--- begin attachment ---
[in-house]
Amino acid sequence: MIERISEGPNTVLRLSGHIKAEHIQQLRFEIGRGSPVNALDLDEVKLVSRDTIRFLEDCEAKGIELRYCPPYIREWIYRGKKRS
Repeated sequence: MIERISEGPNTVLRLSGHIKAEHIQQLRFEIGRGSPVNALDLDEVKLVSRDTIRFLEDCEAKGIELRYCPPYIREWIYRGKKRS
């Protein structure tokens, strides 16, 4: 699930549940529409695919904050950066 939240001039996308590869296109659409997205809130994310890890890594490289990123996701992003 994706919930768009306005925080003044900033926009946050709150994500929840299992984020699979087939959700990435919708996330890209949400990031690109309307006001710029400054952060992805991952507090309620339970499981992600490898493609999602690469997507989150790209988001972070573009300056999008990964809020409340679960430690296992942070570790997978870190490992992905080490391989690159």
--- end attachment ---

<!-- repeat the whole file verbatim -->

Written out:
[in-house]
Amino acid sequence: MIERISEGPNTVLRLSGHIKAEHIQQLRFEIGRGSPVNALDLDEVKLVSRDTIRFLEDCEAKGIELRYCPPYIREWIYRGKKRS
Repeated sequence: MIERISEGPNTVLRLSGHIKAEHIQQLRFEIGRGSPVNALDLDEVKLVSRDTIRFLEDCEAKGIELRYCPPYIREWIYRGKKRS
């Protein structure tokens, strides 16, 4: 699930549940529409695919904050950066 939240001039996308590869296109659409997205809130994310890890890594490289990123996701992003 994706919930768009306005925080003044900033926009946050709150994500929840299992984020699979087939959700990435919708996330890209949400990031690109309307006001710029400054952060992805991952507090309620339970499981992600490898493609999602690469997507989150790209988001972070573009300056999008990964809020409340679960430690296992942070570790997978870190490992992905080490391989690159």